Nicole Green (Animalearn: Jenkintown, PA)

Wednesday, April 28
12:00 PM - 12:45 PM ET
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Day in the Life of a Robotics Engineer at Amazon

Sponsoring Company: Amazon Future Engineer

Interested in exposing your students to the careers of the future? Join three Amazon Robotics Engineers as they discuss what it's like to build a future in technology. Then, sign up for our Class Chat Program to bring a virtual speaker to your classroom this spring!

Takeaways: Attendees will learn: 1. what a robotics engineer does day to day at Amazon; 2. an idea of the potential career path required to become a robotics engineer; and 3. how to sign up to bring a speaker to their class.

Speakers

Hilah Barbot (Amazon Corporate Affairs: Seattle, WA)

Wednesday, April 28
12:00 PM - 12:45 PM ET
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It's Phenomenal! Using Real-World Connections to Support Three-Dimensional Learning

Sponsoring Company: Savvas Learning Co.

Phenomena-based instruction is a proven way to create connections between the content we present in our classrooms and the knowledge and experiences our students bring to the table. In this interactive session, we'll explore ways teachers can use phenomena to present new material, as well as review previous topics of study. Teachers will leave with ideas they can immediately implement into their own classrooms.

Takeaways: 1. What is phenomena-based instruction?; 2. How can I use phenomena to introduce a topic? and 3. How can I use phenomena to review many topics?

Speakers

Jessi Davis (Savvas Learning Co.: Boston, MA)

Wednesday, April 28
1:00 PM - 1:45 PM ET
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Space Science for Online Learning

Sponsoring Company: Simulation Curriculum Corp.

Experience Simulation Curriculum’s award-winning Starry Night astronomy simulator. Accurate and stunning visualizations allow students to make precise observations of sky motions, moon phases, planets, the universe, and much more. NGSS-focused lessons engage students with interactive simulations joined to exercises, animations, and images including current astronomical phenomena. Designed for online learning and compatible with iPads, Android tablets, PCs, Macs, and Chromebooks. Free trial access provided!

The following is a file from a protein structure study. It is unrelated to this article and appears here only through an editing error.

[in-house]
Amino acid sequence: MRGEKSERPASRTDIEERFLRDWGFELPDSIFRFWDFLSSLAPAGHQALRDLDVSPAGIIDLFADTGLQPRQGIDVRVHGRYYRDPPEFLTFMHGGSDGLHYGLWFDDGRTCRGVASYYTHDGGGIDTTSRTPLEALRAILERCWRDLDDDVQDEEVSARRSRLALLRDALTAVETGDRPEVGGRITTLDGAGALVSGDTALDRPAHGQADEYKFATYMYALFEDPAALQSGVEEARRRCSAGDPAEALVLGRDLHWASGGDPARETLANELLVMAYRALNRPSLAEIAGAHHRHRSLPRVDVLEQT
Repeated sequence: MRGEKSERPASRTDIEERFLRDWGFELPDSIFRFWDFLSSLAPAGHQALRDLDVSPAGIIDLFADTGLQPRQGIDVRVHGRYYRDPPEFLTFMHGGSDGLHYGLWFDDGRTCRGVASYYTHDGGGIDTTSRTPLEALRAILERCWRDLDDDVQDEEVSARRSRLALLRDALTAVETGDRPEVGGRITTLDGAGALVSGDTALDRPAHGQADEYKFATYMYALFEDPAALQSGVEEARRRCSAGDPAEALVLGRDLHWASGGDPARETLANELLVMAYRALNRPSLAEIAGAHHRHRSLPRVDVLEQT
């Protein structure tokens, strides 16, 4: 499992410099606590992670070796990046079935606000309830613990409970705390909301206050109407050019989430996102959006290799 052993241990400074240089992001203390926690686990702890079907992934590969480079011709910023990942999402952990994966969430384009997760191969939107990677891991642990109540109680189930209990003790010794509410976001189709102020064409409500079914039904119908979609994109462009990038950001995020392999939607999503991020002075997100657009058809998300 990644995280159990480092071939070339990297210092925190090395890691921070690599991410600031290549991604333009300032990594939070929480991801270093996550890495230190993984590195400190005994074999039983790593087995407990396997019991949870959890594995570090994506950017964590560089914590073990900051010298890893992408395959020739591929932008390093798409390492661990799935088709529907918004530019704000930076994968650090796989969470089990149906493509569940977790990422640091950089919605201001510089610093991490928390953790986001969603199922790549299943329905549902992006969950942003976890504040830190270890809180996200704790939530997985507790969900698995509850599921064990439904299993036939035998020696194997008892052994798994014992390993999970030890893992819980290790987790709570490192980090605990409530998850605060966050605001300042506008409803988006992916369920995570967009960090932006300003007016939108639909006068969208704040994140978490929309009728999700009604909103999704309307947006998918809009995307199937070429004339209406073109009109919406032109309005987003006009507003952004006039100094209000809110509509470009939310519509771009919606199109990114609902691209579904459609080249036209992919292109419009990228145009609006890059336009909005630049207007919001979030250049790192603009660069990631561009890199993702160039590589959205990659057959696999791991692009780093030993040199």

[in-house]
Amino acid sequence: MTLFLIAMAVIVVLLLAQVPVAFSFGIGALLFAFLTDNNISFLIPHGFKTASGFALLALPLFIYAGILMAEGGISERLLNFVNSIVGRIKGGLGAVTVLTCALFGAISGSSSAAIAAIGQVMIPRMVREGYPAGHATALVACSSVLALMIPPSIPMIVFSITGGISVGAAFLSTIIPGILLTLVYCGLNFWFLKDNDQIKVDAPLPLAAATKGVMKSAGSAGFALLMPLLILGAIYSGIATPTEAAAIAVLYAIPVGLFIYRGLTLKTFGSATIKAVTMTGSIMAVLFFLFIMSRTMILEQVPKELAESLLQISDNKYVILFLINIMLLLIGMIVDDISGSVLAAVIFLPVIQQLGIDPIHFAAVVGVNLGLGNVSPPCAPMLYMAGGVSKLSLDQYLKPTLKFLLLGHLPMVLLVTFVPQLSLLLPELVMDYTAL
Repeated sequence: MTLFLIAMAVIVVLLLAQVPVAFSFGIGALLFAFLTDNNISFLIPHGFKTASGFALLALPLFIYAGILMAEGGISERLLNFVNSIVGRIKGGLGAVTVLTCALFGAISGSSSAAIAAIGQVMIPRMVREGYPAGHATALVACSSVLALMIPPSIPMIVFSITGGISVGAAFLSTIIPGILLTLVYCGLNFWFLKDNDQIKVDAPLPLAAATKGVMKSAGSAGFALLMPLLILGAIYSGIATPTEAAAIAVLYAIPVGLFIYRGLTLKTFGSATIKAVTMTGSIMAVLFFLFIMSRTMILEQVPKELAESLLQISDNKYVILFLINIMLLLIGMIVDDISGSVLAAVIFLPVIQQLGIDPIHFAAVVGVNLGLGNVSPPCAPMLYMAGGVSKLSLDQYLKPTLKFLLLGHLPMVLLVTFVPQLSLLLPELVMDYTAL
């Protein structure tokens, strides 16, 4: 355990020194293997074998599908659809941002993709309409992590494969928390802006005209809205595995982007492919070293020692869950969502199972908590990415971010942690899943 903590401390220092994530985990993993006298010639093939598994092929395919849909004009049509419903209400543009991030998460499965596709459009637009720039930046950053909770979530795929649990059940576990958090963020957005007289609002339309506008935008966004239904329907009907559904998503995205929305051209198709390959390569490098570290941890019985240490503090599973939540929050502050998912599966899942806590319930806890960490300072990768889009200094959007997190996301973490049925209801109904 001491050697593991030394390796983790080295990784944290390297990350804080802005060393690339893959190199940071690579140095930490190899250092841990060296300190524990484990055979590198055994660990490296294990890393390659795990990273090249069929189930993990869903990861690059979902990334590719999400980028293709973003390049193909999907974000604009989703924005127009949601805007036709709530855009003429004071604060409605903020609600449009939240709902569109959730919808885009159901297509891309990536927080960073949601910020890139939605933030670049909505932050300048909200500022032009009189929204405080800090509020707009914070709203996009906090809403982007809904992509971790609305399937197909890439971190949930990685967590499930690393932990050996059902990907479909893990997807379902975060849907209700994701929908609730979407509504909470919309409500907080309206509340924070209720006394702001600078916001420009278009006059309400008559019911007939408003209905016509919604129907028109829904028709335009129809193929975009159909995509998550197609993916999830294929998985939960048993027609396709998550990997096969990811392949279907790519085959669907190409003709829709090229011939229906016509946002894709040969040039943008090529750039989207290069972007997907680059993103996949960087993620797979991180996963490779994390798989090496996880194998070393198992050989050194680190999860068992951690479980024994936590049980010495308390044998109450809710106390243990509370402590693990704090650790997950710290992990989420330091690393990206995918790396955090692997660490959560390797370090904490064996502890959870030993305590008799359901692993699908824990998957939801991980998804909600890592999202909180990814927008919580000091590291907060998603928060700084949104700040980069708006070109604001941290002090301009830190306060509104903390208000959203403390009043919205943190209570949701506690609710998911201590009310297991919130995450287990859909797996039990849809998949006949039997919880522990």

Takeaways: 1. Online science simulations are effective tools to compliment your instruction; 2. Become familiar with Starry Night as a resource for teaching Space Science; and 3. Learn how to integrate simulations into your course.

Speakers

Martin Gabber (Retired Educator: Toronto, ON)

Wednesday, April 28
1:00 PM - 1:45 PM ET
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Engaging with Grants

Sponsoring Company: Ward's Science

Join us as we explore how you can identify and leverage new and existing resources to bring funding and awesome projects to your students. In this not-your-typical grant-writing workshop, we will delve into the relationship between engagement and grants and consider best practices for engaging students, colleagues, partners, and the community. You'll leave this workshop with the information you need to prepare a grant proposal that will wow funders! Takeaways include materials with ideas and activities to sharpen engagement and grant writing toward increasing student outcomes and impacts.

Takeaways: How to: 1. get information for grant applications; 2. engage partners; and 3. find grants.

Speakers

Rusti Berent (Ward's Science: West Henrietta, NY), Karol Stephens (Ward's Science: Fayetteville, GA)

Wednesday, April 28
1:00 PM - 1:45 PM ET
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Fueling Success for Students—Win Cash and Prizes Up to $15K

Sponsoring Company: Shell Science Lab

Come start your winning application for one of three Shell-sponsored programs. We'll walk through the application step by step and you'll be able to begin your application or nomination form live.

Takeaways: Learn: 1. tips to complete a successful application; 2. who's eligible to apply; and 3. how to nominate a deserving teacher.

Speakers

Ruth Ruud (Cleveland State University: Cleveland, OH), Amanda Upton (NSTA: Arlington, VA)

Presenter Materials for this Session:

Wednesday, April 28
2:00 PM - 2:45 PM ET
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Using HHMI BioInteractive’s The Biology of Skin Color to Practice Claim, Evidence, and Reasoning Skills

Sponsoring Company: HHMI BioInteractive

Use the short film The Biology of Skin Color to practice argumentation skills of developing claims with supporting evidence and reasoning techniques. This content can easily connect to learning in units of genetics, evolution, or cellular structure from middle school through AP/IB courses. Scaffolds and online learning suggestions included.

Takeaways: 1. Biological traits are not inherently good or bad. Some traits can provide an advantage to an organism in certain environments but be a disadvantage in other environments; 2. Different human populations living many generations in a particular part of the world may have different variations in certain traits. In spite of these differences, all humans are very closely related and share most traits; and 3. A claim is a statement that answers a question using clear and supporting evidence connected by reasoning.